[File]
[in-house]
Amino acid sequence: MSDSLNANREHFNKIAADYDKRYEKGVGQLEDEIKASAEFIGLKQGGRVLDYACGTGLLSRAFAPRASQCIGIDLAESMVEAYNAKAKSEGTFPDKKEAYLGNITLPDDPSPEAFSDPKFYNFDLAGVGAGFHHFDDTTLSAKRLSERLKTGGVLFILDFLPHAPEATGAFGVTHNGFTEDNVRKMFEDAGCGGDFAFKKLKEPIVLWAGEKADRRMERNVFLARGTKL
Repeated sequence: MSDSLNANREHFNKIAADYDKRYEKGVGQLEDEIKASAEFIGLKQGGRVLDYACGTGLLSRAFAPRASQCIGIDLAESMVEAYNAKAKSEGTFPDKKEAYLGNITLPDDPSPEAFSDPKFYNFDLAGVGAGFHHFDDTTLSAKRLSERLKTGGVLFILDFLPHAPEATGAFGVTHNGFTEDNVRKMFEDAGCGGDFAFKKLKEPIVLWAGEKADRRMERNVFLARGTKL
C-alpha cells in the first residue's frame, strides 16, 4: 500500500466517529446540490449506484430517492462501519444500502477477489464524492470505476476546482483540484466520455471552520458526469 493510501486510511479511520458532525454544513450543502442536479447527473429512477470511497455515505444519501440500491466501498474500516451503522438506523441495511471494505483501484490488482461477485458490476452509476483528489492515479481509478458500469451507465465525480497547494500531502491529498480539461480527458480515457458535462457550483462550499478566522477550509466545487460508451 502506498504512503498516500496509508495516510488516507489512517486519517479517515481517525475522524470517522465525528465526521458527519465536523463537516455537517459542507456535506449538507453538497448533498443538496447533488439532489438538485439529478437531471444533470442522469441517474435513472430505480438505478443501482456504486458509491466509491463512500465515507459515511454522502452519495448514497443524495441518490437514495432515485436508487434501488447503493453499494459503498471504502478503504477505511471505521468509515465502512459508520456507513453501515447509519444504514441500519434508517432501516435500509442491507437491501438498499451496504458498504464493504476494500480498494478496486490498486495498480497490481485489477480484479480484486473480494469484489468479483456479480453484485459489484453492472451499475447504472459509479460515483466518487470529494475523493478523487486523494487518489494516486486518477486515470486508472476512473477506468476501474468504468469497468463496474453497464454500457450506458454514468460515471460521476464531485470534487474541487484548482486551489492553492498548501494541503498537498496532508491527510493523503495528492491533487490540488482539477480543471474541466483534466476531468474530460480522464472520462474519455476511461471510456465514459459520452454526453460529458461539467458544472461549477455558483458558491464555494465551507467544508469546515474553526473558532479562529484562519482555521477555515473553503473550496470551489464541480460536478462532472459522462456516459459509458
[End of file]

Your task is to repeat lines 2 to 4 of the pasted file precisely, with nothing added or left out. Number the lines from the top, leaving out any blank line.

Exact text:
Amino acid sequence: MSDSLNANREHFNKIAADYDKRYEKGVGQLEDEIKASAEFIGLKQGGRVLDYACGTGLLSRAFAPRASQCIGIDLAESMVEAYNAKAKSEGTFPDKKEAYLGNITLPDDPSPEAFSDPKFYNFDLAGVGAGFHHFDDTTLSAKRLSERLKTGGVLFILDFLPHAPEATGAFGVTHNGFTEDNVRKMFEDAGCGGDFAFKKLKEPIVLWAGEKADRRMERNVFLARGTKL
Repeated sequence: MSDSLNANREHFNKIAADYDKRYEKGVGQLEDEIKASAEFIGLKQGGRVLDYACGTGLLSRAFAPRASQCIGIDLAESMVEAYNAKAKSEGTFPDKKEAYLGNITLPDDPSPEAFSDPKFYNFDLAGVGAGFHHFDDTTLSAKRLSERLKTGGVLFILDFLPHAPEATGAFGVTHNGFTEDNVRKMFEDAGCGGDFAFKKLKEPIVLWAGEKADRRMERNVFLARGTKL
C-alpha cells in the first residue's frame, strides 16, 4: 500500500466517529446540490449506484430517492462501519444500502477477489464524492470505476476546482483540484466520455471552520458526469 493510501486510511479511520458532525454544513450543502442536479447527473429512477470511497455515505444519501440500491466501498474500516451503522438506523441495511471494505483501484490488482461477485458490476452509476483528489492515479481509478458500469451507465465525480497547494500531502491529498480539461480527458480515457458535462457550483462550499478566522477550509466545487460508451 502506498504512503498516500496509508495516510488516507489512517486519517479517515481517525475522524470517522465525528465526521458527519465536523463537516455537517459542507456535506449538507453538497448533498443538496447533488439532489438538485439529478437531471444533470442522469441517474435513472430505480438505478443501482456504486458509491466509491463512500465515507459515511454522502452519495448514497443524495441518490437514495432515485436508487434501488447503493453499494459503498471504502478503504477505511471505521468509515465502512459508520456507513453501515447509519444504514441500519434508517432501516435500509442491507437491501438498499451496504458498504464493504476494500480498494478496486490498486495498480497490481485489477480484479480484486473480494469484489468479483456479480453484485459489484453492472451499475447504472459509479460515483466518487470529494475523493478523487486523494487518489494516486486518477486515470486508472476512473477506468476501474468504468469497468463496474453497464454500457450506458454514468460515471460521476464531485470534487474541487484548482486551489492553492498548501494541503498537498496532508491527510493523503495528492491533487490540488482539477480543471474541466483534466476531468474530460480522464472520462474519455476511461471510456465514459459520452454526453460529458461539467458544472461549477455558483458558491464555494465551507467544508469546515474553526473558532479562529484562519482555521477555515473553503473550496470551489464541480460536478462532472459522462456516459459509458